Joshua Bird reviews Ulaanbaatar Beyond Water and Grass by Michael Aldrich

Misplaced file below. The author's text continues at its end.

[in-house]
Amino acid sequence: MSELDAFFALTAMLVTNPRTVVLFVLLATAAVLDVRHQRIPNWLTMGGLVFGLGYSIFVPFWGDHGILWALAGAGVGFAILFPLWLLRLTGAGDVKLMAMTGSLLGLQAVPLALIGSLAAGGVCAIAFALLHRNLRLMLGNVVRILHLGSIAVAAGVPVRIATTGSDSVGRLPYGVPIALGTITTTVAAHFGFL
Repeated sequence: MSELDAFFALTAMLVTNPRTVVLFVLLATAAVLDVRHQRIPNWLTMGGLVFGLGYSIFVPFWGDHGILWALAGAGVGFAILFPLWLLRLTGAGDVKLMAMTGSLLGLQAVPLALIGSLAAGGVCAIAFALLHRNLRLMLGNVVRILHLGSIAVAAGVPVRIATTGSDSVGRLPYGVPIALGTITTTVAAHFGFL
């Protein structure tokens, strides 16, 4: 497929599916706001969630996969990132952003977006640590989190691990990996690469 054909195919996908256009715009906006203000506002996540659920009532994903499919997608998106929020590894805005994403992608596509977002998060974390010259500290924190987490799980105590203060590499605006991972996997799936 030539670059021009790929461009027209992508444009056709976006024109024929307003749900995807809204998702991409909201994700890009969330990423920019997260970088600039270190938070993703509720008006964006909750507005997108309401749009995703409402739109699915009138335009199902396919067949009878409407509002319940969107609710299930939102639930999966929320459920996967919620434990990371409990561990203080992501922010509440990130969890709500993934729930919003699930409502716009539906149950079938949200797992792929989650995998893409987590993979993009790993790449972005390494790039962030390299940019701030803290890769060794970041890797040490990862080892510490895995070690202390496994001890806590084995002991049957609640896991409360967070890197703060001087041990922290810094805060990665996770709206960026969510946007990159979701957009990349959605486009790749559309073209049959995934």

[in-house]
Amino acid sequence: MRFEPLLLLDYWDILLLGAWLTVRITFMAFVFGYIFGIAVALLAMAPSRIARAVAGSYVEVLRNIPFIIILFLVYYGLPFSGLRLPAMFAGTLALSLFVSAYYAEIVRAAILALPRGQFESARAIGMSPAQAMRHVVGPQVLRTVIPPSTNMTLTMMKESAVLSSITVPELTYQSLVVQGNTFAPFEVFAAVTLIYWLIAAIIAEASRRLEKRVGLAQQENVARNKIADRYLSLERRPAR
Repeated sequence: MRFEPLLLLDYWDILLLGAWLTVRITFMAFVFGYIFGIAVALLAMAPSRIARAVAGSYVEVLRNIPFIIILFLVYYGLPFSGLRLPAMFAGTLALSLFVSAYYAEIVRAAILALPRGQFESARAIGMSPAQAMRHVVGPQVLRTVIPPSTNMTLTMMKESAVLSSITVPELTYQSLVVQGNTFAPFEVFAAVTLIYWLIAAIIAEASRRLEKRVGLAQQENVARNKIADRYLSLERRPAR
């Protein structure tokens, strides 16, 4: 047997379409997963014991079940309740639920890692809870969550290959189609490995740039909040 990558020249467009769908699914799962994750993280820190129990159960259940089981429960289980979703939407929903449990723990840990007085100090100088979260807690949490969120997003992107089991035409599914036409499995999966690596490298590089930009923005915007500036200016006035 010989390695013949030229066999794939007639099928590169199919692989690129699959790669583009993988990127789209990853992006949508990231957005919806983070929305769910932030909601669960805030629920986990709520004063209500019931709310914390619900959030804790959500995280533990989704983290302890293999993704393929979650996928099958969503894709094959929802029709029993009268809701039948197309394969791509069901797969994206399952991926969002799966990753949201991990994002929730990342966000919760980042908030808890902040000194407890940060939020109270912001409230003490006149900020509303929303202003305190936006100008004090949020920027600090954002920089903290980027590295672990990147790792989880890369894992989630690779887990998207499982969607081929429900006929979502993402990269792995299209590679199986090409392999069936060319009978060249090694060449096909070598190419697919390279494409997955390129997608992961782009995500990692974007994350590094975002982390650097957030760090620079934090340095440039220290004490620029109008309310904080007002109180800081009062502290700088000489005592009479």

For much of recent Asian history, Mongolia has been an afterthought. An entry point into China, or a convenient stopping point on the Trans-Siberian railway. While hundreds of new books on China and its mega-cities hit the shelves every year, the number of tomes dedicated to its neighbor to the north can be counted on one hand. Even where Mongolia is the primary subject of writing, it is the grasslands and open plains that capture the western imagination. Ulaanbataar (UB), Mongolia’s capital and largest city, where mentioned at all, is depicted as a tainted place that one must escape as quickly as possible on the journey to the “real” Mongolia – compromised, ugly, a foreshadowing of the disappearance of rural Mongolia. It is therefore surprising to find a travel guide dedicated to the city.